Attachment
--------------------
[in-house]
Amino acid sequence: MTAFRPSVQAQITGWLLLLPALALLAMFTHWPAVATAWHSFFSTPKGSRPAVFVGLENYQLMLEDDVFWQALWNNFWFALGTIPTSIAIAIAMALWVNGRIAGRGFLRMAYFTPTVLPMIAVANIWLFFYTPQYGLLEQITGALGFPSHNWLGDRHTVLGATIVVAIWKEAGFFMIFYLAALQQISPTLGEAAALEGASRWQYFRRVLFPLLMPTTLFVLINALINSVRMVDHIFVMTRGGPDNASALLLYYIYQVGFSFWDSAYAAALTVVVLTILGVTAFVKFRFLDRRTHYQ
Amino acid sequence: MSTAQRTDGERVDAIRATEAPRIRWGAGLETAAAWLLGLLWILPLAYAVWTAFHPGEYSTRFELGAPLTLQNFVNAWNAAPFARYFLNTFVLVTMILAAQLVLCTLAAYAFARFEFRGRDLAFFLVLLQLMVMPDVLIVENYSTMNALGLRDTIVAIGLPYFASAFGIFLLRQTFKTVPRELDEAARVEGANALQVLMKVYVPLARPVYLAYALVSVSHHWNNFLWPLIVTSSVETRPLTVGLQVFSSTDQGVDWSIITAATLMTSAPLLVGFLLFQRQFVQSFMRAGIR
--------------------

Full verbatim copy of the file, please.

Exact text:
[in-house]
Amino acid sequence: MTAFRPSVQAQITGWLLLLPALALLAMFTHWPAVATAWHSFFSTPKGSRPAVFVGLENYQLMLEDDVFWQALWNNFWFALGTIPTSIAIAIAMALWVNGRIAGRGFLRMAYFTPTVLPMIAVANIWLFFYTPQYGLLEQITGALGFPSHNWLGDRHTVLGATIVVAIWKEAGFFMIFYLAALQQISPTLGEAAALEGASRWQYFRRVLFPLLMPTTLFVLINALINSVRMVDHIFVMTRGGPDNASALLLYYIYQVGFSFWDSAYAAALTVVVLTILGVTAFVKFRFLDRRTHYQ
Amino acid sequence: MSTAQRTDGERVDAIRATEAPRIRWGAGLETAAAWLLGLLWILPLAYAVWTAFHPGEYSTRFELGAPLTLQNFVNAWNAAPFARYFLNTFVLVTMILAAQLVLCTLAAYAFARFEFRGRDLAFFLVLLQLMVMPDVLIVENYSTMNALGLRDTIVAIGLPYFASAFGIFLLRQTFKTVPRELDEAARVEGANALQVLMKVYVPLARPVYLAYALVSVSHHWNNFLWPLIVTSSVETRPLTVGLQVFSSTDQGVDWSIITAATLMTSAPLLVGFLLFQRQFVQSFMRAGIR